The ball given by Lady Carrados for her daughter Bridget O’Brien was an unqualified success. That is to say that from half-past ten when Sir Herbert and Lady Carrados took up their stand at the head of the double staircase and shook hands with the first guests until half-past three the next morning when the band, white about the gills and faintly glistening, played the National Anthem, there was not a moment when it was not difficult for a young man to find the debutantes with whom he wished to dance and easy for him to avoid those by whom he was not attracted. There was no ominous aftermath when the guests began to slide away to other parties, to slip through the doors with the uncontrollable heartlessness of the unamused….
Outside the house it was unseasonably chilly. The mist made by the breathing of the watchers mingled with drifts of light fog. As the guests walked up the strip of red carpet from their cars to the great door they passed between two wavering masses of dim faces. And while the warmth and festive smell of flowers and expensive scents reached the noses of the watchers, thought the great doors was driven the smell of mist so that footmen in the hall told each other from time to time that for June it was an uncommonly thickish night outside.
observations: The atmosphere of the 1930s rises out of this book beautifully, along with the mist – a very specific version of course, the world of rich, well-born people in London, along with those who serve them. There is blackmail going on, with money changing hands during the big parties. Inspector Alleyn looks for help from a Lord who is part of the milieu, and he is also pursuing his romance with Troy, who is at the edges of the case. Someone is murdered in a taxi, with the driver in front, and with the murderer then impersonating the dead man – all of which seems quite unbelievable.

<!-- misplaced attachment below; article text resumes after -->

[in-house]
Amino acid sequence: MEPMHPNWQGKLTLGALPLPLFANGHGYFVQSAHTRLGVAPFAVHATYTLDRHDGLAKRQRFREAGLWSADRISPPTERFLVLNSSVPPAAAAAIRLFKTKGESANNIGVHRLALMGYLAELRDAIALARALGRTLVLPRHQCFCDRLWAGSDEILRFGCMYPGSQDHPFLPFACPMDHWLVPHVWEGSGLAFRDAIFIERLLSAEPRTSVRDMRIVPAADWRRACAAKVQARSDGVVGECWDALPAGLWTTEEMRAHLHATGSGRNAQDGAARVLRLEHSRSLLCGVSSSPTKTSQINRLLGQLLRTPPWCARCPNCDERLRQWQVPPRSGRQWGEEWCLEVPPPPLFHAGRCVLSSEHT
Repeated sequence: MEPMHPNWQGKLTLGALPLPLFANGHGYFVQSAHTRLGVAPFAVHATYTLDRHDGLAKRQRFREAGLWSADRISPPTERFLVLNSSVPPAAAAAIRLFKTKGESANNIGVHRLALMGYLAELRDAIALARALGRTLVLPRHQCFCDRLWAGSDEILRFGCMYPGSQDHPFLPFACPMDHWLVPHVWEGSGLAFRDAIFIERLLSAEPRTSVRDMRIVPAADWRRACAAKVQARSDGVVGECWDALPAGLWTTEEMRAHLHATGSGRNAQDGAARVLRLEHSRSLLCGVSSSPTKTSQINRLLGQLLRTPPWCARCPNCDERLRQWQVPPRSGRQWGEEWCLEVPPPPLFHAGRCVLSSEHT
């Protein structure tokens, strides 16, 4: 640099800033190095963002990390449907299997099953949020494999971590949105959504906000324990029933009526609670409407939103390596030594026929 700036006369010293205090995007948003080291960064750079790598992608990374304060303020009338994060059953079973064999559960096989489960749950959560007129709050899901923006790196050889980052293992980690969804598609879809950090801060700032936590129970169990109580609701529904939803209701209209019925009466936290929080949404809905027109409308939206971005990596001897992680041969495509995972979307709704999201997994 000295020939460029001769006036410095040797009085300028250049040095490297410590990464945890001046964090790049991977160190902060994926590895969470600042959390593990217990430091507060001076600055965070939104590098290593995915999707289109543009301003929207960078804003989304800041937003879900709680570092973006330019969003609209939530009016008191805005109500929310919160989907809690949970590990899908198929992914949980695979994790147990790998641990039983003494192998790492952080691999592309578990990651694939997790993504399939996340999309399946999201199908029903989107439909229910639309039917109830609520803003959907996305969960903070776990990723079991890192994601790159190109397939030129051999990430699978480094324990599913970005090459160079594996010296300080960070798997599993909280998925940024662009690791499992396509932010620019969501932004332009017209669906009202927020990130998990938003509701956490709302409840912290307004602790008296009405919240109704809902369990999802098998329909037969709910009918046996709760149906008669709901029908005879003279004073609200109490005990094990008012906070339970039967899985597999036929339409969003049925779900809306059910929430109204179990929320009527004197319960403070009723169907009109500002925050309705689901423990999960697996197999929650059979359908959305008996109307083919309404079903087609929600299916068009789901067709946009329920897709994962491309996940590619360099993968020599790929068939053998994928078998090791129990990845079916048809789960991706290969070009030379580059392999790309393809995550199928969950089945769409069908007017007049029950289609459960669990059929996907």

For once I paid attention to Marsh’s endless ‘who exactly was in the room at this point? And where did you go next?’ and as a result solved the murder relatively early on. But of course the joy of these Marsh books isn’t the investigation, it’s the setting and the characters. Sadly, Death in a White Tie wasn’t as funny as some of her others, she seemed to be holding back in that direction. There is a very brief but hilarious scene where a novice policeman dresses up as a chair-mender in order to watch a suspect – “Why are you presenting the Cries of London to an astonished world?” Alleyn says, as the man completely fails to do his job (while perhaps quite competently mending a chair). This reminded me of how funny Marsh can be when she puts her mind to it - could have done with more of that, and less of the tragedy of very rich women who are exhausted from planning social events and full of fear that their past is going to come out, and they may have to pay twice the secretary’s annual wage in blackmail. (Sorry, I think she mentions the Bolsheviks again, and it must have had an effect on me.)
The picture shows debutantes going to a ball in 1937.
Plenty more Ngaio Marsh to be found on the blog – click on the label below to pull them up.